Donald J. Cohen MED ’66, Sterling professor of child psychiatry and the director of the Yale Child Study Center, died Tuesday morning after a yearlong battle with liver cancer.
Deeply committed to improving conditions for inner-city children, Cohen was respected throughout New Haven as an accomplished academic and a dedicated public servant.
“Donald’s illness was a heartbreak for me, my family and the whole Child Study Center community,” said Yale President Richard Levin, who called Cohen a “close personal friend.”
“It was painful to see a person so productive decline so rapidly. He was a prolific writer, a broad-ranging intellectual,” Levin said.
A child psychiatrist and psychoanalyst, Cohen specialized in childhood neuropsychiatric disorders, including autism, Tourette’s syndrome and attention disorders.
He joined the Yale School of Medicine faculty in 1972 and became the director of the Yale Child Study Center in 1983.
Cohen studied at Brandeis University, at Yale and Harvard, at the University of Cambridge on a Fulbright scholarship, and later wrote or contributed to more than a dozen books and over 300 articles. He was vice-president of the Child First Foundation; co-chair of the board of trustees of the Child Health and Development Institute of Connecticut; international president of the Foundation for Education and Research Concerning Children and Adolescents in Milan, Italy; and chair of the International Scientific Council of Schneider Children’s Hospital of Israel in Tel Aviv.
But even with all his accomplishments, his close friends said his passion was for the Yale Child Study Center. The center, which was founded in 1911 and received a $1 million grant from the U.S. Department of Justice in 1999 for its child healthcare work, is a cooperative program between Yale and the New Haven community. It provides health and psychiatric care and educational outreach programs for local youth and also serves as a research facility with a staff of over 40 doctors and researchers.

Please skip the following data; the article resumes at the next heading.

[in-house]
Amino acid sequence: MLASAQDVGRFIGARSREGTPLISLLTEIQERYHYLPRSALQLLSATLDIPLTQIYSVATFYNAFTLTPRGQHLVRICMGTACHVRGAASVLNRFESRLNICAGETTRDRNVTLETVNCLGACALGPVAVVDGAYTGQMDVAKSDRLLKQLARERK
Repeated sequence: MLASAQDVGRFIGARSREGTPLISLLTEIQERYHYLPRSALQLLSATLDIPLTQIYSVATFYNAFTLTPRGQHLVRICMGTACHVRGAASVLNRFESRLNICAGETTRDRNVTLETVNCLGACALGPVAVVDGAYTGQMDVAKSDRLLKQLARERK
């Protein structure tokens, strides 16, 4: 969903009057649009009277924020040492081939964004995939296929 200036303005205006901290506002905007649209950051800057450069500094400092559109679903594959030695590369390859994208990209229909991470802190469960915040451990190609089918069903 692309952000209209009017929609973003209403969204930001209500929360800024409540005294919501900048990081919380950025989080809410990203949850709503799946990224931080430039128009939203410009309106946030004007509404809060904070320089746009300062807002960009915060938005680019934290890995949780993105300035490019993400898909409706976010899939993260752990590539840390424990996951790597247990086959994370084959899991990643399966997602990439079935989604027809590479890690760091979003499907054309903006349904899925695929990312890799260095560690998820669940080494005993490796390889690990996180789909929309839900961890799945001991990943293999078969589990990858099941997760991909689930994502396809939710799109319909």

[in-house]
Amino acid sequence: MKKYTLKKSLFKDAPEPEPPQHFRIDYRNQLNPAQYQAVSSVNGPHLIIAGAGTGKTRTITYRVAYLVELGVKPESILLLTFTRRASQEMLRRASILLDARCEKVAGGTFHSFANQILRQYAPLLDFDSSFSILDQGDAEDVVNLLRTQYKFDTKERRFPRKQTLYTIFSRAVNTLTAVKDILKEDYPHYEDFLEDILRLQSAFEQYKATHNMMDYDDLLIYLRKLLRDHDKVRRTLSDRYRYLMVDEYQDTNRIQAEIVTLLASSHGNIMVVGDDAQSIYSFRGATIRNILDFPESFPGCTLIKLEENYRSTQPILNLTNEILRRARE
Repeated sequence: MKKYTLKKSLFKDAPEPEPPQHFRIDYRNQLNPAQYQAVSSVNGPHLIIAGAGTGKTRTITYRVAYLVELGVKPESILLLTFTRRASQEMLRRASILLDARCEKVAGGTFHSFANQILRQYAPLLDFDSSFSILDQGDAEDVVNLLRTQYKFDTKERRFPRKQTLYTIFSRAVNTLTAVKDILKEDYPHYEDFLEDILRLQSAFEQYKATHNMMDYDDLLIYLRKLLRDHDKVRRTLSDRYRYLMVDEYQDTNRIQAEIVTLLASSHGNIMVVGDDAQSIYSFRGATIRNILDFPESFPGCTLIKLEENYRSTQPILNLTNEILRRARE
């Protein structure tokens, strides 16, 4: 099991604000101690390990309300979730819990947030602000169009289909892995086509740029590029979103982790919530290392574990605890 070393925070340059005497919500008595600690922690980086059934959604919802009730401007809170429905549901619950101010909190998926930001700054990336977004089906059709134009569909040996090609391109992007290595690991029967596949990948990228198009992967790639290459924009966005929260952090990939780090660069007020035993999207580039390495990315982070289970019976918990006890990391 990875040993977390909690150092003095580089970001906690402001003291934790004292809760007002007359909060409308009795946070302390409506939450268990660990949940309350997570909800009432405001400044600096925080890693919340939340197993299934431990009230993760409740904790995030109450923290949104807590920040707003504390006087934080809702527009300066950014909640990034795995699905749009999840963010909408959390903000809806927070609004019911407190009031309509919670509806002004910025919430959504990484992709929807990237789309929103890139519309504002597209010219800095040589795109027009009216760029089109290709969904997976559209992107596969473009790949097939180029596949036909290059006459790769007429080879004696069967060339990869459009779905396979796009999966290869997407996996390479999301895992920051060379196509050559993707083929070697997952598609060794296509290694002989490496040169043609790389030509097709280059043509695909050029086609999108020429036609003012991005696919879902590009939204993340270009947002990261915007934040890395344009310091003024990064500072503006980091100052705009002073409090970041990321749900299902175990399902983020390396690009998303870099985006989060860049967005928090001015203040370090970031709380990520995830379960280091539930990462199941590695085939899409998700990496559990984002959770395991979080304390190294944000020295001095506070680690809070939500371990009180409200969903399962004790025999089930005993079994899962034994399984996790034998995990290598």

“We’re working together with the city of New Haven. It will be interesting to see how Yale as a citizen of New Haven and New Haven itself have grown together,” the Yale Daily News quoted Cohen as saying in 1998.
Cohen made close friends of Yale’s and New Haven’s most powerful figures, who said they remembered his profound sense of social responsibility and his kindness and compassion for children.
“I’ve watched him interact with kids,” said Mayor John DeStefano Jr. “Donald felt that irrespective of what your profession was, there was an opportunity and a responsibility to help kids. More than that, he understood the possibilities the Child Study Center represented to the kids of this city, and by extension all kids in urban settings growing up with less chance to be successful with the talents and skills God gave them. He had a vision for what a difference the students, faculty and clinical staff at the center could provide them.”
Cohen is survived by his wife, Dr. Phyllis Cohen, and four children, including his son, Joseph Cohen ’02.
DeStefano remembers Cohen giving him advice about his own children.
“I can remember when I had issues with my own boys in my own house, Donald being there for [DeStefano’s wife] Kathy and me,” DeStefano said. “He was just a giving, giving guy.”